Who is responsible for this state of Scotland today? To some the answer is clear – it is all the fault of external forces from the nature of the union and UK, to the values and more Southern focus of Tory and Tory led governments. But that does not stand up to sustained scrutiny as the full story.

The inequities, injustices and blighted lives which disfigure too much of Scotland are rooted in a number of factors. There is the responsibility of Scottish people, elites and public institutions in this, along with that of British elites and institutions. British governments down the years have to take a major share of the blame, but so do the cumulative collective decisions of Scots in areas of public life which have been autonomous or devolved long before a Parliament came about: law, education and health for example.

The multiple crises and failures of the UK are rightly a major part of this independence debate. The progressive aspirations and values of many of the pioneers and idealists who shaped the Labour Party and labour movement look to have become unrealisable, given the state, condition and future direction of the UK.

This is a powerful set of negatives but more is needed if Scotland is to embark on radical change and break with the failed economic and social model of the last three decades. This requires that Scotland has an honest look at our country and our society, how we make our public policy choices, and the relationship between our words and actions.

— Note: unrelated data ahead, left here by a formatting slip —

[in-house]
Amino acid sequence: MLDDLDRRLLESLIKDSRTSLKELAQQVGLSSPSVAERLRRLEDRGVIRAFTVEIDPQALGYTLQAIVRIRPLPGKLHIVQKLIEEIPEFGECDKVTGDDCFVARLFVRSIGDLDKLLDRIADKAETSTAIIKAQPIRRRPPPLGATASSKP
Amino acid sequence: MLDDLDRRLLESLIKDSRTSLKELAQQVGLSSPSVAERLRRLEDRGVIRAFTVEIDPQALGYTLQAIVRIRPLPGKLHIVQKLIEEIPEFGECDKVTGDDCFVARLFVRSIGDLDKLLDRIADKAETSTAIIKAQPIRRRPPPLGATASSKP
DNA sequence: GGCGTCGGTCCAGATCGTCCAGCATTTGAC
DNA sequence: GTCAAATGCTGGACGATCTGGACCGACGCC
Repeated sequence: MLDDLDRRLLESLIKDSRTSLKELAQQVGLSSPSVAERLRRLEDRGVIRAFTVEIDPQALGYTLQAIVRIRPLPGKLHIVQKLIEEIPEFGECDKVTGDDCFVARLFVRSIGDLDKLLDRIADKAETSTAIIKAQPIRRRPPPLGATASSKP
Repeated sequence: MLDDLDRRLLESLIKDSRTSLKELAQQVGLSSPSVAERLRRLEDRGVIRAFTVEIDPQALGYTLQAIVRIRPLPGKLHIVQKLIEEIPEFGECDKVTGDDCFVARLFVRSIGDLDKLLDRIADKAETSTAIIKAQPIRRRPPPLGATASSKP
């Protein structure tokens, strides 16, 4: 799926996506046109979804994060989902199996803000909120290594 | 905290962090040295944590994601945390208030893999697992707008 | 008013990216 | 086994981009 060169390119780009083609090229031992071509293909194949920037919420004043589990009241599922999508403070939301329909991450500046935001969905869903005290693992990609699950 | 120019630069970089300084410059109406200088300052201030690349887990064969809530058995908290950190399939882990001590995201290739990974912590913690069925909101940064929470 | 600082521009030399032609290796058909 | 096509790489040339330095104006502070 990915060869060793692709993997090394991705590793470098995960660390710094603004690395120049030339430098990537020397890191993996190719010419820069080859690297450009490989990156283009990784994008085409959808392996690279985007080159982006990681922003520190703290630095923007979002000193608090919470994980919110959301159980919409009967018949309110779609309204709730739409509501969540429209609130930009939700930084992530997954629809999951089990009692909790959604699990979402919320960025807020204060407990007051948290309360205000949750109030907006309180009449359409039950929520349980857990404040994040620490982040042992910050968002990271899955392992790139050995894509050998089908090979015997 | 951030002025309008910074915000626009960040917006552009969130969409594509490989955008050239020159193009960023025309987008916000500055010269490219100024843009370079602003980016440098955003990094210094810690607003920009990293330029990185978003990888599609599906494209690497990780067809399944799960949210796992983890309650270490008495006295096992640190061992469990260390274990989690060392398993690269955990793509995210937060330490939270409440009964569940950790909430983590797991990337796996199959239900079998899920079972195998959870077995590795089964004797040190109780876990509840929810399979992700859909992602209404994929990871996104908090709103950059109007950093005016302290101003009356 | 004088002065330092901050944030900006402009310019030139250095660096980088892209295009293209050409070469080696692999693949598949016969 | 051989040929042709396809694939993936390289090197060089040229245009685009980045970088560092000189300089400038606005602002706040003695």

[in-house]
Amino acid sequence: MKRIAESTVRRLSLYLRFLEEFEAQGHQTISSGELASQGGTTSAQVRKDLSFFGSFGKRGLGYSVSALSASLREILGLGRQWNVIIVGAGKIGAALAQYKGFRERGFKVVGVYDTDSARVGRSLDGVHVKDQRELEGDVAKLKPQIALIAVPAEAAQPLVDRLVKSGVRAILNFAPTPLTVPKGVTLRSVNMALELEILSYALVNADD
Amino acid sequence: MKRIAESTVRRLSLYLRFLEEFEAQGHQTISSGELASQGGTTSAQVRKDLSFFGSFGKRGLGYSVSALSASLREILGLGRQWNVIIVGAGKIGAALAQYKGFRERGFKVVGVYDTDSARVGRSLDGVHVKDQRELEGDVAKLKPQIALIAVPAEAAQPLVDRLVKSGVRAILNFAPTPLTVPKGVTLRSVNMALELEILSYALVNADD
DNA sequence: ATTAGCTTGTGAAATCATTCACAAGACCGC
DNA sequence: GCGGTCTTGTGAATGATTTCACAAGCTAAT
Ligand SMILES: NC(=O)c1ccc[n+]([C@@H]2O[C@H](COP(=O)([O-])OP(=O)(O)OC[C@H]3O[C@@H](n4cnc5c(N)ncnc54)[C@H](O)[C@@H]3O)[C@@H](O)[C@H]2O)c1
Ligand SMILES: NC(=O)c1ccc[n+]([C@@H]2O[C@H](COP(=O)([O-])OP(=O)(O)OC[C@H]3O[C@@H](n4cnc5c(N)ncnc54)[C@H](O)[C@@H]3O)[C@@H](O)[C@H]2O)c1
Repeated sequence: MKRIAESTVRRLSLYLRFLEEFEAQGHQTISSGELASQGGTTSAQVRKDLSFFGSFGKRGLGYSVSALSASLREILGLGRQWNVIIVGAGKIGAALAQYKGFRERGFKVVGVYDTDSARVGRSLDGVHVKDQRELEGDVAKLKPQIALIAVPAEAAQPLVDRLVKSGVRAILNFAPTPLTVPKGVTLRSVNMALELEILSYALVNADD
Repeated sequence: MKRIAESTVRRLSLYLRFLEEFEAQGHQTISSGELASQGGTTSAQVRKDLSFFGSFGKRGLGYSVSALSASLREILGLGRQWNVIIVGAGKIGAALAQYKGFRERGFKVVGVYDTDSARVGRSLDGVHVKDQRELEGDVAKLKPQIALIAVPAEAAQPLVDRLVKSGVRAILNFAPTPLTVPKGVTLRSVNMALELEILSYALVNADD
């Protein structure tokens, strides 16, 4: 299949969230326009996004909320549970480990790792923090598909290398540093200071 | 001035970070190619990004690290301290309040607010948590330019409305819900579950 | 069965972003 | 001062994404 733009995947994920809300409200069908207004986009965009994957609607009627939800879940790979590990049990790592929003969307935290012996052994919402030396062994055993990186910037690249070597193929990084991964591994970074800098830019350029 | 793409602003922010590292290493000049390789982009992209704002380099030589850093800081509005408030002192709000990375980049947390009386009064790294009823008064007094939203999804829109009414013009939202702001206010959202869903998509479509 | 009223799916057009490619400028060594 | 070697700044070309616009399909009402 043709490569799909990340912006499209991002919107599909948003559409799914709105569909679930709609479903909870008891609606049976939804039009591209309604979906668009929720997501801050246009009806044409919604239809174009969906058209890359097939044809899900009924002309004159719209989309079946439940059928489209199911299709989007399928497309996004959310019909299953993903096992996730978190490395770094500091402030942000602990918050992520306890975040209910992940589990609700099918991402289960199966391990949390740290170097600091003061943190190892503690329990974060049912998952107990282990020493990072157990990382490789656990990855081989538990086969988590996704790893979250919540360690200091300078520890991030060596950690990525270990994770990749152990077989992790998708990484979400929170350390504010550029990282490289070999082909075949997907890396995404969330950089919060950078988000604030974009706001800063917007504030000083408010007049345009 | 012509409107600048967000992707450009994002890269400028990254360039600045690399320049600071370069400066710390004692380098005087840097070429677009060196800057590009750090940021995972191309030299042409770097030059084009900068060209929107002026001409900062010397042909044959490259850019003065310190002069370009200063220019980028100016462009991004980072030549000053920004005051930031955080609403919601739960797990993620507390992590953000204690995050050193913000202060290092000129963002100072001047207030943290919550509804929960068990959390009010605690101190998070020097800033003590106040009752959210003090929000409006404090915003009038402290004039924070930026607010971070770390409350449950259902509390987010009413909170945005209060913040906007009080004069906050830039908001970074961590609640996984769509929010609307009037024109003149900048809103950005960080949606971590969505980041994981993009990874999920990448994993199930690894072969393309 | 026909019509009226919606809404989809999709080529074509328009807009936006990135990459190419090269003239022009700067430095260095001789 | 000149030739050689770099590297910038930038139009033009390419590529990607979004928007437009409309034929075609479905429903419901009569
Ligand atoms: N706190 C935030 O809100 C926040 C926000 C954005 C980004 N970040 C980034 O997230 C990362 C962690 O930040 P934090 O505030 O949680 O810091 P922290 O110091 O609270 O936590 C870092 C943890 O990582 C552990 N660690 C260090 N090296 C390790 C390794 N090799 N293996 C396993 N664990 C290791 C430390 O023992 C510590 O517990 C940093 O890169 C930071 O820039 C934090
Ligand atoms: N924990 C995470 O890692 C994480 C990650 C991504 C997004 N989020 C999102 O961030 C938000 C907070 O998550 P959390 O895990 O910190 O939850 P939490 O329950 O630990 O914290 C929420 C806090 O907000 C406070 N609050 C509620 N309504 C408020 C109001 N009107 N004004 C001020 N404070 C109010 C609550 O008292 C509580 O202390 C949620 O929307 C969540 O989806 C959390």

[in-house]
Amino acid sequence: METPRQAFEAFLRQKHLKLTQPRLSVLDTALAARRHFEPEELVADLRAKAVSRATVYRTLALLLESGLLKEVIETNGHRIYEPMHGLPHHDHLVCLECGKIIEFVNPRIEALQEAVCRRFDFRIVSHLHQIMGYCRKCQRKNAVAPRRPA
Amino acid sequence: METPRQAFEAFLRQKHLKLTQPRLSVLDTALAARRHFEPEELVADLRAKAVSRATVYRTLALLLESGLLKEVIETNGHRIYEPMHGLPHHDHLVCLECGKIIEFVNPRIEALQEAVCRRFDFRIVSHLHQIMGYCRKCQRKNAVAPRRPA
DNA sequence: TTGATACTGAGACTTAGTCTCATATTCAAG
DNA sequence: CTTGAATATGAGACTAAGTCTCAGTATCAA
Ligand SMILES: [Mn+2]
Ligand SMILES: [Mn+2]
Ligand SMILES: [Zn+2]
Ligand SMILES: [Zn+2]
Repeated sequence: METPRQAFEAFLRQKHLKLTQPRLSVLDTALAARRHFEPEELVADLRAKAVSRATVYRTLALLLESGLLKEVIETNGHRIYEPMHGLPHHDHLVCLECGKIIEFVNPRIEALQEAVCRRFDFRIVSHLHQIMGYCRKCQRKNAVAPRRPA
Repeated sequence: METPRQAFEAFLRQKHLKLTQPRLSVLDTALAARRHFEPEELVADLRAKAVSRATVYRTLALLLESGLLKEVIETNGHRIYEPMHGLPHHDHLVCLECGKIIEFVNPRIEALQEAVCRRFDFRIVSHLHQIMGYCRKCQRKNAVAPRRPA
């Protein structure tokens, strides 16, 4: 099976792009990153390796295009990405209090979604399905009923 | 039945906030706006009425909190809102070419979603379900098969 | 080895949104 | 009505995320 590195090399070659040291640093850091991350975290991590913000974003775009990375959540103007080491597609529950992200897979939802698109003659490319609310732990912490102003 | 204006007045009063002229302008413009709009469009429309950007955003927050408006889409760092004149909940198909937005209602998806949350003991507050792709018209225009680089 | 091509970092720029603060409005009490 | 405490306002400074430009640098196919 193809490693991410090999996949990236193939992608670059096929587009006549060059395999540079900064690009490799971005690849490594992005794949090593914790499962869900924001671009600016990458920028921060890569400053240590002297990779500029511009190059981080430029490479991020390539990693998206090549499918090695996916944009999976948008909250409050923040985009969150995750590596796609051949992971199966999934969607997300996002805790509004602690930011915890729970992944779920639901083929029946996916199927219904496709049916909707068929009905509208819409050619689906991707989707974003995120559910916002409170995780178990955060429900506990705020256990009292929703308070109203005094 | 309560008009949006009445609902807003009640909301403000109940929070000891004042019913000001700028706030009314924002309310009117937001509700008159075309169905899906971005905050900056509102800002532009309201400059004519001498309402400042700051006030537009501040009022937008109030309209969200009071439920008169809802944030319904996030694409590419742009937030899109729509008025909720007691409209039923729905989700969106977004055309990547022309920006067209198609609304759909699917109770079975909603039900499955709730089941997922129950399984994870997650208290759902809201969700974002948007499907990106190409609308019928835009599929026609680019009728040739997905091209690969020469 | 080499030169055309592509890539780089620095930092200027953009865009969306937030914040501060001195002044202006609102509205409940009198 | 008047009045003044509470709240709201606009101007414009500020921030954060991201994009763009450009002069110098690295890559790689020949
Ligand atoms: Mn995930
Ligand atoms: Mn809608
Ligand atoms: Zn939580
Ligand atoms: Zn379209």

This is an argument I have put forward in the just published ‘Caledonian Dreaming: The Quest for a Different Scotland’ addressing the fundamental and damaging shortcomings of British politics and what passes for democracy and their inter-relationship with the many failings and crises of the UK.

At the same time, as noting the above, this debate has to be radical and far-reaching, rather than simply rejecting what the UK has become and supporting an ‘abstract’ Scottish future of independence.

The shape of our collective future is being made and played out now, and that requires that we address now with honesty and candour the limits of much of Scottish public life, our myths and the power of homegrown elites. That is a demanding prospect: challenging the still powerful stranglehold of the old closed order who hold sway across large aspects of society, but their strength and legitimacy is weakening, and it is possible to say the winds of change are blowing across Scotland. Now is the time to aid, encourage and nurture such change.


Dr. Gerry Hassan is Research Fellow in cultural policy at the University of the West of Scotland and author of ‘Caledonian Dreaming: The Quest for a Different Scotland’ just published by Luath Press.